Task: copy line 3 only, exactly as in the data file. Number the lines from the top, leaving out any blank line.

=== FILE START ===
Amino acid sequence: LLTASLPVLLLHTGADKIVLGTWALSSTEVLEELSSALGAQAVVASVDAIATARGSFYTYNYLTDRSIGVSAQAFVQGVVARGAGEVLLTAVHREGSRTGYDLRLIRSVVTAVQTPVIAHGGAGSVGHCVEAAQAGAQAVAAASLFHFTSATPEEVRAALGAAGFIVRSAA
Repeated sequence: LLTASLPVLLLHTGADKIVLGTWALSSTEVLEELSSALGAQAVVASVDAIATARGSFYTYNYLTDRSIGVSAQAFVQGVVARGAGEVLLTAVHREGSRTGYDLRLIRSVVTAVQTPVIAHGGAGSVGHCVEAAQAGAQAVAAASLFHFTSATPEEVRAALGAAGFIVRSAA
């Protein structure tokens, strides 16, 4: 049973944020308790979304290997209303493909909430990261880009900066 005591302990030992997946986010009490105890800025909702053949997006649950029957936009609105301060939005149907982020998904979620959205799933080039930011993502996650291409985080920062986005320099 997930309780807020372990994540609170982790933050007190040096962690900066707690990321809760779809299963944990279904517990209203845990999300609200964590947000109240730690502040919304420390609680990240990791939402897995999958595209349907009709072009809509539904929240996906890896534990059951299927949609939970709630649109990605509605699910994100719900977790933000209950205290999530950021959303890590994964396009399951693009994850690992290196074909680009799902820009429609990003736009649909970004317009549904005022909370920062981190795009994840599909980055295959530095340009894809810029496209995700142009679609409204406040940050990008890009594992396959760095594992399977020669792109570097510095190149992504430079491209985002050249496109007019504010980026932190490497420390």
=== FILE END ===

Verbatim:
């Protein structure tokens, strides 16, 4: 049973944020308790979304290997209303493909909430990261880009900066 005591302990030992997946986010009490105890800025909702053949997006649950029957936009609105301060939005149907982020998904979620959205799933080039930011993502996650291409985080920062986005320099 997930309780807020372990994540609170982790933050007190040096962690900066707690990321809760779809299963944990279904517990209203845990999300609200964590947000109240730690502040919304420390609680990240990791939402897995999958595209349907009709072009809509539904929240996906890896534990059951299927949609939970709630649109990605509605699910994100719900977790933000209950205290999530950021959303890590994964396009399951693009994850690992290196074909680009799902820009429609990003736009649909970004317009549904005022909370920062981190795009994840599909980055295959530095340009894809810029496209995700142009679609409204406040940050990008890009594992396959760095594992399977020669792109570097510095190149992504430079491209985002050249496109007019504010980026932190490497420390």